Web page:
VATICAN CITY -- Pope John Paul II had a passion for theater since he was an actor as a young man, and yesterday he starred in a final performance that he choreographed himself to express the themes of an epic papacy -- peace, interfaith understanding, and reaching out to the world.
His wooden casket appeared through the crimson velvet curtain that covered the Bronze Door of St. Peter's Basilica. Borne on the shoulders of 12 white-gloved pallbearers, his body lay before an altar covered in white linen on the steps of the seat of the Holy See.
The cast included the clerical hierarchy of the Roman Catholic Church, 164 cardinals donning their signature red vestments and red zucchetti, or skull caps, and more than 300 bishops in a sea of flowing, magenta robes, known at the Vatican as ''the purple."
Two hundred world leaders also took part, clad in costumes of power -- the black business suits of three American presidents and a score of European prime ministers, the flowing Arab robes and head scarves of the Persian Gulf kings and Saudi princes, and the colorful headdresses of more than a dozen African leaders.
A scene for the ages occurred in the Catholic Mass, as congregants, in this case the world's most powerful politicians and its most prominent religious leaders, were invited to shake hands and, as the liturgy repeated in churches every Sunday goes, ''offer each other the sign of peace."
The Vatican had positioned the Israeli delegation's seats near the Iranians and the Syrians. In the spirit of the Mass, at one point the president of Israel reached out and shook hands with the leaders of Iran and Syria, longtime enemies of Israel, and the accrued hatred and suspicion broke down, even if for a moment.
The United Kingdom's Prince Charles shook hands with President Robert Mugabe of Zimbabwe, a Catholic who because of human-rights violations is banned from traveling in the European Union. Mugabe came because the Vatican is its own city-state. Members of parliament at home later chastised Charles for his gesture.
President Bush shook hands with President Jacques Chirac of France, putting aside friction in trans-Atlantic relations. Bush also leaned back and shook the hand of Turkey's prime minister.
Seated on the broad steps of the basilica like an orchestra at the foot of the stage were religious leaders from all three monotheistic faiths -- Judaism, Christianity, and Islam -- as well as Hindu, Buddhist, and leaders of other religions from all over the world.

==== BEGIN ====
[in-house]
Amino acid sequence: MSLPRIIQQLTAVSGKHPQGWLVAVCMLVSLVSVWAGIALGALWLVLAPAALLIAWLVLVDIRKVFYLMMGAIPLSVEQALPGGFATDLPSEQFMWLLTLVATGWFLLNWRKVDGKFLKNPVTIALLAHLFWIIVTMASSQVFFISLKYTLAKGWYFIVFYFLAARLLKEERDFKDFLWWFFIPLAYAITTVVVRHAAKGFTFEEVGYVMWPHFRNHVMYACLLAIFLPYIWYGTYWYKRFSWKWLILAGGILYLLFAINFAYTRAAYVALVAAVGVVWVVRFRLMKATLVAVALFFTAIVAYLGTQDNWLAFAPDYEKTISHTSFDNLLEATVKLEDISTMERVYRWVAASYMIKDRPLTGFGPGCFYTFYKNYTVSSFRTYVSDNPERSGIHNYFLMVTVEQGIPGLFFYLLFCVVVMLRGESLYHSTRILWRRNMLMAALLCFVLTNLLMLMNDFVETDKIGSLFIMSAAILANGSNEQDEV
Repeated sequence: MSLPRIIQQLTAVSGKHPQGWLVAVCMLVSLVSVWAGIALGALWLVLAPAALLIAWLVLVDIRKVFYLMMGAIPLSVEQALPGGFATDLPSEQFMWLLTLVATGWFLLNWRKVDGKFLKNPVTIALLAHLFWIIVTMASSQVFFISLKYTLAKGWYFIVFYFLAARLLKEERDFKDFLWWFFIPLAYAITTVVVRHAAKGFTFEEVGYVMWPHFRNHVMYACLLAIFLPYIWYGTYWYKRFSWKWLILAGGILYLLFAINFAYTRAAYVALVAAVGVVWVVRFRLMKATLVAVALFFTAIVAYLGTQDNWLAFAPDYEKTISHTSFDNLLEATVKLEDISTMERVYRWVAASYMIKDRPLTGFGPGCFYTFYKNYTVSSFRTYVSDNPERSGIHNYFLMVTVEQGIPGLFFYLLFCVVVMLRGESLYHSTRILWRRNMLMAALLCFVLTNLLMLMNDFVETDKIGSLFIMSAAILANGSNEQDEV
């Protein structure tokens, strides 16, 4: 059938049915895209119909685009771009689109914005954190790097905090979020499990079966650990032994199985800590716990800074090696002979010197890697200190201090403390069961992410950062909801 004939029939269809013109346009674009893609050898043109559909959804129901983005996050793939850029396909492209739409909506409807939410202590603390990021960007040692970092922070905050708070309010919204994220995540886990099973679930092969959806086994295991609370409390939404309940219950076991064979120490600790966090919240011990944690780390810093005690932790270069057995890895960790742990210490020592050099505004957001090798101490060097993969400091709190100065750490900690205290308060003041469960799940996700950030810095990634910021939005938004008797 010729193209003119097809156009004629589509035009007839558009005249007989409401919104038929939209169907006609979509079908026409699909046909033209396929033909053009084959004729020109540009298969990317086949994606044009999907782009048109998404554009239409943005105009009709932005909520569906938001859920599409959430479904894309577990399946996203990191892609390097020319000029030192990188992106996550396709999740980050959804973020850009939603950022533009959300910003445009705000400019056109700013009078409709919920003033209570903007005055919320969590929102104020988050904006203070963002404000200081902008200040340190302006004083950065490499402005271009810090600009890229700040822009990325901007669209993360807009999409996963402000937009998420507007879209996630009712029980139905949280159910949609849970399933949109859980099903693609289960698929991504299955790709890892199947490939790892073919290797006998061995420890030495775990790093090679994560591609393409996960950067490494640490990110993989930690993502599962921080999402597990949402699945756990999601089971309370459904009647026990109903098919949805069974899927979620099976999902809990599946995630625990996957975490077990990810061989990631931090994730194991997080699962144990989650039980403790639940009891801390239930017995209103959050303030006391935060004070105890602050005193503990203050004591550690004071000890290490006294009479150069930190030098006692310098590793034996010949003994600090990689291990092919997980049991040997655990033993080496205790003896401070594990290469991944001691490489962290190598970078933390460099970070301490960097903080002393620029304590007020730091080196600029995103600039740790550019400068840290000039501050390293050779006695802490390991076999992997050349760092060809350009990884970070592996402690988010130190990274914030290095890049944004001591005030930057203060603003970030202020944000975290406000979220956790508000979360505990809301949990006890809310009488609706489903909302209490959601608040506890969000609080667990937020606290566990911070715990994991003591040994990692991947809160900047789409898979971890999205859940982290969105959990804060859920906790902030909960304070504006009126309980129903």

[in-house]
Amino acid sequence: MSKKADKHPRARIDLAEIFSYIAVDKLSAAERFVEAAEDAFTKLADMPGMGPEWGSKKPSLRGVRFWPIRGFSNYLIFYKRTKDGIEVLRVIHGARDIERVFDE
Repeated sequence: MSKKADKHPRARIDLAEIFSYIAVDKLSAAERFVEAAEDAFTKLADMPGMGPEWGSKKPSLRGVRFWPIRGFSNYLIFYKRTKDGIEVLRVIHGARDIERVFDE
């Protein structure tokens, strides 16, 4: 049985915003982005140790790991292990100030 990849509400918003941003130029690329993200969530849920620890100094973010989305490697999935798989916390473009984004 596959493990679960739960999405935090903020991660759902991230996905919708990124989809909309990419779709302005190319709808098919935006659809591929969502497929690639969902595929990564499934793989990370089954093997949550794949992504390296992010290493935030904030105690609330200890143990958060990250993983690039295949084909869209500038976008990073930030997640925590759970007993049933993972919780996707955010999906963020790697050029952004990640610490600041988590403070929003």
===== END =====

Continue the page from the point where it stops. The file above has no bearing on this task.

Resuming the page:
Rabbis and Muslim clerics mingled and chatted. The Archbishop of Canterbury, Rowan Williams, became the first leader of the Anglican Church to attend a pope's funeral in nearly 500 years. There were Eastern Orthodox patriarchs and representatives, their presence embodying the pope's abiding hope to end the 1,000-year-old schism between the Orthodox and Catholic churches.
The audience was extraordinary: 300,000 mourners at the service, who came on 24-hour bus rides from Poland, who sold possessions to fly from Mexico, who slept all night in the square to be present to cheer the life of one of the most extraordinary figures of the 20th century; and millions more in the streets of Rome, and hundreds of millions beyond them who watched on television.
They loved the performance. They gave the pope resounding applause, at one point interrupting the Mass for five minutes. In his homily, Cardinal Joseph Ratzinger described the cinematic sweep of the pope's life through so many turning points of the 20th century and noted that ''as a young student Karol was thrilled by poetry and the theater," and said that love became ''an essential part of his pastoral mission."
Long before he was John Paul II, Karol Wojtyla was a 22-year-old amateur actor studying in an underground seminary and hiding his religious beliefs from the Nazi occupiers in Poland.
John Paul's love of drama continued in planning for his death. In 1996, he wrote two volumes outlining the details of his funeral and burial to convey his belief in interfaith dialogue and his love of the ritual of the Catholic Mass.
Gilbert Levine, 57, an American conductor and a Jew, built a deep friendship with the pope. ''He was a revolutionary and a traditionalist all at the same time, and the funeral was a performance that was an amalgam that captured the complexity of the man," Levine said.